“It is saddening to see them use Republican talking points. We obviously didn’t envision having Republicans as part of our party,” she added. 

Progressives are barreling toward a choice on whether to oppose a bipartisan infrastructure bill if it comes up for a vote on Thursday without some sort of reassurance on the size and details of the reconciliation measure.

Congressional Progressive Caucus Chairwoman Pramila Jayapal (D-Wash.) didn’t rule out that a deal could come together this week, noting that “pigs fly here on Capitol Hill.” But she indicated that progressives are interested in more than just the price tag. 

“It can’t move forward without them without them participating in the full negotiation with, with, you know, the entire thing. It’s not just the top line number, the whole thing needs to be finished,” Jayapal said about Manchin and Sinema.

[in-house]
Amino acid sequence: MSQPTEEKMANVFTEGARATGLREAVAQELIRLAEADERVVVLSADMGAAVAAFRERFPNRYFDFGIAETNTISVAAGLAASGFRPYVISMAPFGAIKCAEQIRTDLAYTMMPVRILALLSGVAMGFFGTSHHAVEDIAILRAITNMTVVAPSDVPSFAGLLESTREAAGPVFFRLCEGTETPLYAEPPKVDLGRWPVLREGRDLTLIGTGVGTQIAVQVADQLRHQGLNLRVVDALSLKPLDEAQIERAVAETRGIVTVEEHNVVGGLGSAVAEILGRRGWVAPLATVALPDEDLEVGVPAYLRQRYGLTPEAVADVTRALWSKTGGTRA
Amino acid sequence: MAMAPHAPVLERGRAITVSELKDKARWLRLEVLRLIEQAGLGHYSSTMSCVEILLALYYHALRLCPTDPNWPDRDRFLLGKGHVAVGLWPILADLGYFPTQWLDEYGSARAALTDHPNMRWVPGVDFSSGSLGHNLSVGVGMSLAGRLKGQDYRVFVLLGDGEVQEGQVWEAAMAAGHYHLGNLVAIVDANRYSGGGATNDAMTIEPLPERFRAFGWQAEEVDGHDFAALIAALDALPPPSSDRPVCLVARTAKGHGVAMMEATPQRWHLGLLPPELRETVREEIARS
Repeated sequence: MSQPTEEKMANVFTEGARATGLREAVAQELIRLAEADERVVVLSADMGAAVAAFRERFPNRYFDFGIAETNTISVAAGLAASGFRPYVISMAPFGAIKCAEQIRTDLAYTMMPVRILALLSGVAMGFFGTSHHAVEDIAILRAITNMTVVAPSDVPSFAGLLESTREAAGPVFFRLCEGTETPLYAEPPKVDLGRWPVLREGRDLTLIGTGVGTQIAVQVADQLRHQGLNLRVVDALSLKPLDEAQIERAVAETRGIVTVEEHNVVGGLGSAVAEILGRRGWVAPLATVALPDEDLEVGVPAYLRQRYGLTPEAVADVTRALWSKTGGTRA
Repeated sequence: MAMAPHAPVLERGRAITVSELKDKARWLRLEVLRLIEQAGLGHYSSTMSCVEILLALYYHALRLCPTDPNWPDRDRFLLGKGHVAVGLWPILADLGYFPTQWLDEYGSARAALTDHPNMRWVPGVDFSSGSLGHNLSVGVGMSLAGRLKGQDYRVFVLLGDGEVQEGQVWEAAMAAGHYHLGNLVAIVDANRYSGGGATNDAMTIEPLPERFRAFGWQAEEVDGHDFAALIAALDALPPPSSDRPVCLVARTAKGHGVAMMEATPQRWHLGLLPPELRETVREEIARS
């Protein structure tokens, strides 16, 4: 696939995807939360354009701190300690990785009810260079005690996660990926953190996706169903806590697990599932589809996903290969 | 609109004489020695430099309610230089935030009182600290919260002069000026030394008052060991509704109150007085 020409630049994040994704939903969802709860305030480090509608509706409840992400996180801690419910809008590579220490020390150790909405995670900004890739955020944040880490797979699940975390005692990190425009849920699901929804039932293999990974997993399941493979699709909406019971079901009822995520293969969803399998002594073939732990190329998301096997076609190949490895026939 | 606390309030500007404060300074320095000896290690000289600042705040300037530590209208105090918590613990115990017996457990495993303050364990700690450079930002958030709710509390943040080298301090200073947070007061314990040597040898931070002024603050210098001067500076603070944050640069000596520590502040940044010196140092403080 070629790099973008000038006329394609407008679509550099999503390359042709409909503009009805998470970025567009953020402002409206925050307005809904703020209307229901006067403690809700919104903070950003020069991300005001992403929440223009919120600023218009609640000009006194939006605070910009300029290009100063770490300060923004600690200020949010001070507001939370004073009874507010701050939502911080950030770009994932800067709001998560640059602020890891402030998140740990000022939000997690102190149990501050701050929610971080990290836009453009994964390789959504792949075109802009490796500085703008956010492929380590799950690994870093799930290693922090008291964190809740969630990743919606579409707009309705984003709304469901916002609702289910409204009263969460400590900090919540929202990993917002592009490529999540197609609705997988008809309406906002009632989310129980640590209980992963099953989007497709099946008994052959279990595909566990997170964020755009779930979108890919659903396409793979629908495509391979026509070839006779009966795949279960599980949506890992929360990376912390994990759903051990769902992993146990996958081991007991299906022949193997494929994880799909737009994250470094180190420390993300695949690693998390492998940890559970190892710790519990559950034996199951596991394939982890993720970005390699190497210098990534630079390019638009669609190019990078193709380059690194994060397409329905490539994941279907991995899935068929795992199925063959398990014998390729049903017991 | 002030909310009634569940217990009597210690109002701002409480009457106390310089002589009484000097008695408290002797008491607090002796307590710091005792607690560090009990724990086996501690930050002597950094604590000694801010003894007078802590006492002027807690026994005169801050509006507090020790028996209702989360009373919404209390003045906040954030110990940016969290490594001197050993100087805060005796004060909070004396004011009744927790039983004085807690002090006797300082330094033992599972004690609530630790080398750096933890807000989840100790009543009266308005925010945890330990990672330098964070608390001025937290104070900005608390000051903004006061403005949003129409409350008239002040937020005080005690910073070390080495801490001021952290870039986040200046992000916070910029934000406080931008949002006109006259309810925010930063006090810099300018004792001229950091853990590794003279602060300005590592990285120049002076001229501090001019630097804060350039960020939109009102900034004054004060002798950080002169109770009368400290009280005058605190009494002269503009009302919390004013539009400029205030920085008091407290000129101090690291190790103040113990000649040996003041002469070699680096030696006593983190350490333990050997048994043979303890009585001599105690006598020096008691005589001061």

Sen. Bernie Sanders (I-Vt.) urged House progressives to vote against the Senate infrastructure bill, which he voted for, if it comes up before the reconciliation bill. He also doubled down on his demand that the bill be $3.5 trillion, which progressives view as a compromise because they initially wanted a $6 trillion bill. 

“No infrastructure bill should pass without a $3.5 trillion reconciliation bill. That is the agreement that was made & that is the agreement that must be kept,” Sanders tweeted. 

However, other progressives are acknowledging that the top-line number will slip. 

“I would rather us not be obsessed with a top line, but if that’s the way that Sen. Sinema and Sen. Manchin think about it, I don’t know that we can avoid that. I would rather us come to a conclusion about four or five things that are going to change people’s lives,” said Sen. Chris Murphy (D-Conn.). 

Progressives are also being careful not to embrace a specific lower number for the size of the bill and say the focus should instead be on making sure key priorities make it into the legislation. 

Asked about a lower top-line figure and its impact, Sen. Elizabeth Warren (D-Mass.) questioned: “Are you asking me to negotiate against myself?” 

Tags Bernie Sanders Charles Schumer Chris Murphy Dick Durbin Elizabeth Warren Hakeem Jeffries Ilhan Omar Jen Psaki Joe Biden Joe Manchin Kyrsten Sinema Mazie Hirono Nancy Pelosi Pramila Jayapal